“Succinct and attention-grabbing. . . . Though the novels are shorter these days, they are no less provocative than his early ones.” —Winnipeg Free Press
“A daring experiment in late style.” —Slate
“The Humbling should be read as a kind of Mortality Trilogy with The Dying Animal and Everyman, two other autumnal works from this great writer. Short, bitter and bracing, they lend the courage to see and endure what is.” —The Dallas Morning News
“Roth at his rawest. . . . Slim, bleak and sexy. . . . Roth’s writing flows gracefully.” —USA Today
“Roth writes movingly. . . . The compact intensity of Roth’s late fictions suits well the stark truths he explores in The Humbling. Here, he strips a man’s life to its essential movements, onto the light of the stage and off to the darkness of the wings when the curtains come down.” —The Post and Courier
“At 76 [Roth] is still leaving scorch marks on the page.” —Bloomberg News
“Forceful, haunting and unnervingly effective.” —The Toronto Star
“Compelling. . . . It takes an artist as gravely ludicrous as Roth to create a body of work in which intertextuality comes to be a brute condition of existence itself.” —The Times Literary Supplement [UK]
“A wild, skittering erotic scherzo. . . . Anyone who admires the tormented subjectivity, existential dread, winnowed language and corrosive gallows humour of, say, Thomas Bernhard and Samuel Beckett should feel at home in late Roth. . . . Yes, The Humbling takes his hero down to a naked place where self and skill evaporate: the word ‘nobody’ tolls like a Beckettian bell. But the show for Simon, for Roth, for fiction must go on.” —The Independent [UK]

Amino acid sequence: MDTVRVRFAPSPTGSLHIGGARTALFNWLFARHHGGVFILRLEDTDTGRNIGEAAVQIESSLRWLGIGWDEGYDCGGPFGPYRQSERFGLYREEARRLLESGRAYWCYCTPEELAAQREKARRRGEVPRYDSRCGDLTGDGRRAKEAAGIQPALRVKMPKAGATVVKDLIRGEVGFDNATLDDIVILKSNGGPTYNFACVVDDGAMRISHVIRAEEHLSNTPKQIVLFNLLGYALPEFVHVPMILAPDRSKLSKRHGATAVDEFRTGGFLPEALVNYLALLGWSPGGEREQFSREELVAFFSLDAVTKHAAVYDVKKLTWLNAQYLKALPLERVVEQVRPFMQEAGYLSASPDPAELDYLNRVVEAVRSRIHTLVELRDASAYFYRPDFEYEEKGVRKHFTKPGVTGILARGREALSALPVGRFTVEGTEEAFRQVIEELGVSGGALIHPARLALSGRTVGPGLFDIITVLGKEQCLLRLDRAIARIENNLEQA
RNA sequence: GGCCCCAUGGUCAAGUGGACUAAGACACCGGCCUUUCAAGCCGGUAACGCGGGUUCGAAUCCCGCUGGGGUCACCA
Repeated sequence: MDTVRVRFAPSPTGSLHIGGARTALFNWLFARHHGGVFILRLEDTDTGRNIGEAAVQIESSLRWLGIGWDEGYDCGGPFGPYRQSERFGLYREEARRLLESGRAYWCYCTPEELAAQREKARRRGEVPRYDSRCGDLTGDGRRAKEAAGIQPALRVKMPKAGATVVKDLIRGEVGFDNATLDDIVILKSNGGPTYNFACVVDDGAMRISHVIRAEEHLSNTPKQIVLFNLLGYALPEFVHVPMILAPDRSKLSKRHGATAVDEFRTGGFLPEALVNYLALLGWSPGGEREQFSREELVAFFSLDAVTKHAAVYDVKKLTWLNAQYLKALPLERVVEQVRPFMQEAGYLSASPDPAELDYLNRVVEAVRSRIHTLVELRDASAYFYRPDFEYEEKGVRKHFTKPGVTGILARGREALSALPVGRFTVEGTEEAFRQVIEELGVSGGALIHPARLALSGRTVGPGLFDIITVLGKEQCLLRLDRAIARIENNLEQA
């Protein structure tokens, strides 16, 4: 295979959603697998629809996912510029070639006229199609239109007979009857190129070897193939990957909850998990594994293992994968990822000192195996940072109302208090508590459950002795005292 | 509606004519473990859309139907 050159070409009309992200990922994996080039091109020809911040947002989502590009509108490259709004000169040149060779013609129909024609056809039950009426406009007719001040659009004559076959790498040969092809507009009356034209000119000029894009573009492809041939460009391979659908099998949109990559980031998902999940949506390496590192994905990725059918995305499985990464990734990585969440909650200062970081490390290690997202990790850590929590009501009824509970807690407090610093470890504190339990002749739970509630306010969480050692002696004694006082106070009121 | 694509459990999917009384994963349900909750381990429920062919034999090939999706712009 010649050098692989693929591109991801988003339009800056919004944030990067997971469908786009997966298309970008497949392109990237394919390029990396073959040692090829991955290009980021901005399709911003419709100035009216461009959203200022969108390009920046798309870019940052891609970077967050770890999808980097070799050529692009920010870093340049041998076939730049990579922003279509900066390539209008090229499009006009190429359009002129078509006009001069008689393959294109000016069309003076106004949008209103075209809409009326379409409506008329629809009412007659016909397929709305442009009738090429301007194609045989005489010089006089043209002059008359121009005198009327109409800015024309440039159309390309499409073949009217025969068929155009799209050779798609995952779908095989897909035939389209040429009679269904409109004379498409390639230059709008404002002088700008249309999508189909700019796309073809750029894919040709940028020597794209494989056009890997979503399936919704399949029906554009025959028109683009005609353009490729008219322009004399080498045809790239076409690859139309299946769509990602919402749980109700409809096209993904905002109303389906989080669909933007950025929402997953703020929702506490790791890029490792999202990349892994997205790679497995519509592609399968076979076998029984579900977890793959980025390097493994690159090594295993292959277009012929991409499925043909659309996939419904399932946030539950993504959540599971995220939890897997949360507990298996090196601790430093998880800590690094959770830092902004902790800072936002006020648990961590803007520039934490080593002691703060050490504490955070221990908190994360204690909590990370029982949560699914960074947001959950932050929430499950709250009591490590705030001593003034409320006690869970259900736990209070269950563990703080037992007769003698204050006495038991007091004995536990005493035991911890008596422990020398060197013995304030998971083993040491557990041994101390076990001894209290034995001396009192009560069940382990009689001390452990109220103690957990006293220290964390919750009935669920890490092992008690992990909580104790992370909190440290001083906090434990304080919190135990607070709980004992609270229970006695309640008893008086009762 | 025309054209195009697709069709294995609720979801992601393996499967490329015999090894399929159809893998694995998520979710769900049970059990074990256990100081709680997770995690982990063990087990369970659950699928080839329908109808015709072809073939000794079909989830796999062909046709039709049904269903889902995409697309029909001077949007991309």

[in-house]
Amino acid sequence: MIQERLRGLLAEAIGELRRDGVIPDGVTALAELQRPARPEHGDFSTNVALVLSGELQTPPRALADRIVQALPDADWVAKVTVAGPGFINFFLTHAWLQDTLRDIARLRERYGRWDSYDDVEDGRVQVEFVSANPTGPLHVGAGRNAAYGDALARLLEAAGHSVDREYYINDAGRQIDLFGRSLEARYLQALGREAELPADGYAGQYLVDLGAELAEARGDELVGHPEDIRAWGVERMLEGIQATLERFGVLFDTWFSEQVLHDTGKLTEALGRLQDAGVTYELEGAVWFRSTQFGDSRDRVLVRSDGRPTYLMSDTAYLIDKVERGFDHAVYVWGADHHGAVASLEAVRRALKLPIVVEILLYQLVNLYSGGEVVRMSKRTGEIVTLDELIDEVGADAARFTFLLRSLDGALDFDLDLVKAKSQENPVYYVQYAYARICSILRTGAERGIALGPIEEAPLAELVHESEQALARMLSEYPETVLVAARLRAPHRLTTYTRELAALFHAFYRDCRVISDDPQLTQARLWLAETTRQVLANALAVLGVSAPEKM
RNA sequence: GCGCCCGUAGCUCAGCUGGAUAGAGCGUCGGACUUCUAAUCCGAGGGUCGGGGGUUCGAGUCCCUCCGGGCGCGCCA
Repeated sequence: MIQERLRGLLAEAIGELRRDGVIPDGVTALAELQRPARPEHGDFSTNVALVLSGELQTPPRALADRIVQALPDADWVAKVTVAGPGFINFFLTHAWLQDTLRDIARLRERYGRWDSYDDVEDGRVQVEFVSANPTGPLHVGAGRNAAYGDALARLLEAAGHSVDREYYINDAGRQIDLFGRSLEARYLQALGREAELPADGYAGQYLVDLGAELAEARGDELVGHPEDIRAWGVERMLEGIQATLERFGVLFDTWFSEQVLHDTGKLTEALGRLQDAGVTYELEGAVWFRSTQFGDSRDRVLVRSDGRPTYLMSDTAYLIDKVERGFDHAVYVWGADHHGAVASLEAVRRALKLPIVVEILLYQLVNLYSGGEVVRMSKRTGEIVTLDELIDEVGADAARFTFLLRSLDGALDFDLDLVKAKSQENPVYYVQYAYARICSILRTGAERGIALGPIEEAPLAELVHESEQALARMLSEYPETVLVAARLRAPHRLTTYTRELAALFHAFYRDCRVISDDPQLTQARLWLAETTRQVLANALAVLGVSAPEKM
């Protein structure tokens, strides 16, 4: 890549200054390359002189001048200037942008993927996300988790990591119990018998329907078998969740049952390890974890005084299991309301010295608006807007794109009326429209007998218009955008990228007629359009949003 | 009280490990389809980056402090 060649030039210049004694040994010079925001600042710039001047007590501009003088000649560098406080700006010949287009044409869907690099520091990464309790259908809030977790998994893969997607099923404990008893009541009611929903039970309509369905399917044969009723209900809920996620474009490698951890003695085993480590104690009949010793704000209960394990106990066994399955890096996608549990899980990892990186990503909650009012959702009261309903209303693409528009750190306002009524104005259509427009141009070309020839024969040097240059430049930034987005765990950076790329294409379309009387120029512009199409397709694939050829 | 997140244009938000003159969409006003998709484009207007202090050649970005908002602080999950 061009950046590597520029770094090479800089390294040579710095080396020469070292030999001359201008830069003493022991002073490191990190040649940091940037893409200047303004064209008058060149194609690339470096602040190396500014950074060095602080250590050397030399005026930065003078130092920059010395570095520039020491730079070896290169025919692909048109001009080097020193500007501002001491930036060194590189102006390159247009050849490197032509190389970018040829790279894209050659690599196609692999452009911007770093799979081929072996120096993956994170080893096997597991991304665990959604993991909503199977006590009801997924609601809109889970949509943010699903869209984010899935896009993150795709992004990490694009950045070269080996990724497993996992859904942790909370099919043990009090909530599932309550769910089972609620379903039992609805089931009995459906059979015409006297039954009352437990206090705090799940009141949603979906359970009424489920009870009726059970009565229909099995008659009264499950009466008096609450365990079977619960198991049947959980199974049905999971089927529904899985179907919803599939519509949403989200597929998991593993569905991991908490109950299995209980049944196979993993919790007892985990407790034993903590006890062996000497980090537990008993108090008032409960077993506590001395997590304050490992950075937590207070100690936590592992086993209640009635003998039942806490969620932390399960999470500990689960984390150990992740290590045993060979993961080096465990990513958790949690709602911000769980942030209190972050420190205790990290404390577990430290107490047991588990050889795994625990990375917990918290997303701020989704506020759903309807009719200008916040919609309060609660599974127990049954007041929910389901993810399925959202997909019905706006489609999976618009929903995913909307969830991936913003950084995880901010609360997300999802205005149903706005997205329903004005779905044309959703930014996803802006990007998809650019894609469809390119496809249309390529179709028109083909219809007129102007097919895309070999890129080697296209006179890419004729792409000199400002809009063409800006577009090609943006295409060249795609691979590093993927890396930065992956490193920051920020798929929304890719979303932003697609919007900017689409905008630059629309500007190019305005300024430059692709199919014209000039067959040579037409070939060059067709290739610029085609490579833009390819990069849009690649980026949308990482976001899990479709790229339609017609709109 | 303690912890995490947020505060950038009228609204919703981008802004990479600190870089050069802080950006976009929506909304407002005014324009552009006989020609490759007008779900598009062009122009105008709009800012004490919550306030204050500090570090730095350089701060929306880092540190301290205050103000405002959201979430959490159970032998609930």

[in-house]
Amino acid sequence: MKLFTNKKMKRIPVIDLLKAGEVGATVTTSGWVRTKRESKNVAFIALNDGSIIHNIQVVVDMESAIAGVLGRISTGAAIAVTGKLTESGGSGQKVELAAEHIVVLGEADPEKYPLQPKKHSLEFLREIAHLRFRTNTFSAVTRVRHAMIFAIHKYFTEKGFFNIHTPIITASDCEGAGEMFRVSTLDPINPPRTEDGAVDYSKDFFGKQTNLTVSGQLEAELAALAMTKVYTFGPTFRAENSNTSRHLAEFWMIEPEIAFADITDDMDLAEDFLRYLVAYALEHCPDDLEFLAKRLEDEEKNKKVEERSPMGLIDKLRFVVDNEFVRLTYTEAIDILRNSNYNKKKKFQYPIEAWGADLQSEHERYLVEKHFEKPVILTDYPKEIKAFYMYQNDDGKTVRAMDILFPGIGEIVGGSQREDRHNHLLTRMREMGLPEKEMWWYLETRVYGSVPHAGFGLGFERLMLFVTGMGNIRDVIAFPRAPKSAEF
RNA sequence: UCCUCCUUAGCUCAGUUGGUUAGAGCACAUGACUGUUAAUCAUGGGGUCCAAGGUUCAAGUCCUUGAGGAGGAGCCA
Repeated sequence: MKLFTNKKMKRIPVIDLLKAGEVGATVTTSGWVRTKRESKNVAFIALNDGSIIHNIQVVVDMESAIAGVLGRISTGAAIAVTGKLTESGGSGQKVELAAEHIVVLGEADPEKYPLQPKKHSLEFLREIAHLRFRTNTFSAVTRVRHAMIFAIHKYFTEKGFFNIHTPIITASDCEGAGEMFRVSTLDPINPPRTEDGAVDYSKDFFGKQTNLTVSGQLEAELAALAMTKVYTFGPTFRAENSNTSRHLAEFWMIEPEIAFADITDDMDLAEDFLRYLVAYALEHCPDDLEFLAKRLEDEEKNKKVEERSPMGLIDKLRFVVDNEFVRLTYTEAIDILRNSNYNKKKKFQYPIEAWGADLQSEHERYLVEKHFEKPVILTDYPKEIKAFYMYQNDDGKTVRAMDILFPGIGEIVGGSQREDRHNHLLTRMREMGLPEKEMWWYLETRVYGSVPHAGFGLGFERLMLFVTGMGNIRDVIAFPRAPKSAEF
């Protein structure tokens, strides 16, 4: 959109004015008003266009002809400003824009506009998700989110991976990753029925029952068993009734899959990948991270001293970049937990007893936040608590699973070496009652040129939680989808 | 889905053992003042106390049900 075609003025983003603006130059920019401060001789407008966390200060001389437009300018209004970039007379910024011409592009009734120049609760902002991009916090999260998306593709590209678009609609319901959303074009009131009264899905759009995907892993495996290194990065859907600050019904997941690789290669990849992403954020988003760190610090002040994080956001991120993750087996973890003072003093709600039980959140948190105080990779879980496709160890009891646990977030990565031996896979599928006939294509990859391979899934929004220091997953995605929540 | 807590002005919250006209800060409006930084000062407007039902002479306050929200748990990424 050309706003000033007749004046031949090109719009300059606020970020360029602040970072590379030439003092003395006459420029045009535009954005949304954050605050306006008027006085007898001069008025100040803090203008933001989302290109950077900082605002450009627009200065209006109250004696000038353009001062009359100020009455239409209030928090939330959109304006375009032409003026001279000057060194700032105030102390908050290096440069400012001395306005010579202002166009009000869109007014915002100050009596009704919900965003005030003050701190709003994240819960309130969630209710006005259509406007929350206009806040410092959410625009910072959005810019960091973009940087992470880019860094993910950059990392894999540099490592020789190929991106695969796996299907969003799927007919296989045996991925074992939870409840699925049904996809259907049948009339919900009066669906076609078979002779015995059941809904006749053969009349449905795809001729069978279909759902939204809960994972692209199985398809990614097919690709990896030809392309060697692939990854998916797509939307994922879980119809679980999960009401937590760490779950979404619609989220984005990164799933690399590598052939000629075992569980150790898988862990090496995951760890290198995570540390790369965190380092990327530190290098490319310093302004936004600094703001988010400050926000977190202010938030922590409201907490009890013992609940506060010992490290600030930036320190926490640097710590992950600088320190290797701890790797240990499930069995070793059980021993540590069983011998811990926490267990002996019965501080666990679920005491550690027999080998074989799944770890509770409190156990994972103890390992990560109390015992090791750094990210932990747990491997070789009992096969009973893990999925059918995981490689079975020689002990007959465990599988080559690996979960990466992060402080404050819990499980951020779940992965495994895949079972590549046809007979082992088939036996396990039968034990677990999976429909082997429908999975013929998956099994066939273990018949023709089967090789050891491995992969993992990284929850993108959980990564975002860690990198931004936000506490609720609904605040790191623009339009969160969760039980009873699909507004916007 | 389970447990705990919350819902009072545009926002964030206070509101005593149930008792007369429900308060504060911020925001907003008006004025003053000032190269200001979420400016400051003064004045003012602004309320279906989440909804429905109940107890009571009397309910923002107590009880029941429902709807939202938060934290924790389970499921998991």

“Masterly. . . . Powerfully dramatic. . . . We should be grateful that Roth continues to maintain his concentration on the terrible facts. . . . [The Humbling] is the most to-the-point, the most necessary work its author has published since The Dying Animal.” —London Review of Books
“Gripping. . . . The intense realism of some of the scenes is shocking and unforgettable. . . . Worthy of a David Lynch film. . . . [Roth] is the most courageous writer alive, and this is another brave move.” —The Guardian [UK]
Read an Excerpt
Into Thin Air
He'd lost his magic. The impulse was spent. He'd never failed in the theater, everything he had done had been strong and successful, and then the terrible thing happened: he couldn't act. Going onstage had become agony. Instead of the certainty that he was going to be wonderful, he knew he was going to fail. It happened three times in a row, and by the last time nobody was interested, nobody came. He couldn't get over to the audience. His talent was dead.
Of course, if you've had it, you always have something unlike anyone else's. I'll always be unlike anyone else, Axler told himself, because I am who I am. I carry that with me—that people will always remember. But the aura he'd had, all his mannerisms and eccentricities and personal peculiarities, what had worked for Falstaff and Peer Gynt and Vanya—what had gained Simon Axler his reputation as the last of the best of the classical American stage actors—none of it worked for any role now. All that had worked to make him himself now worked to make him look like a lunatic. He was conscious of every moment he was on the stage in the worst possible way. In the past when he was acting he wasn't thinking about anything. What he did well he did out of instinct. Now he was thinking about everything, and everything spontaneous and vital was killed—he tried to control it with thinking and instead he destroyed it. All right, Axler told himself, he had hit a bad period. Though he was already in his sixties, maybe it would pass while he was still recognizably himself. He wouldn't be the first experienced actor to go through it. A lot of people did. I've done this before, he thought, so I'll find some way. I don't know how I'm going to get it this time, but I'll find it—this will pass.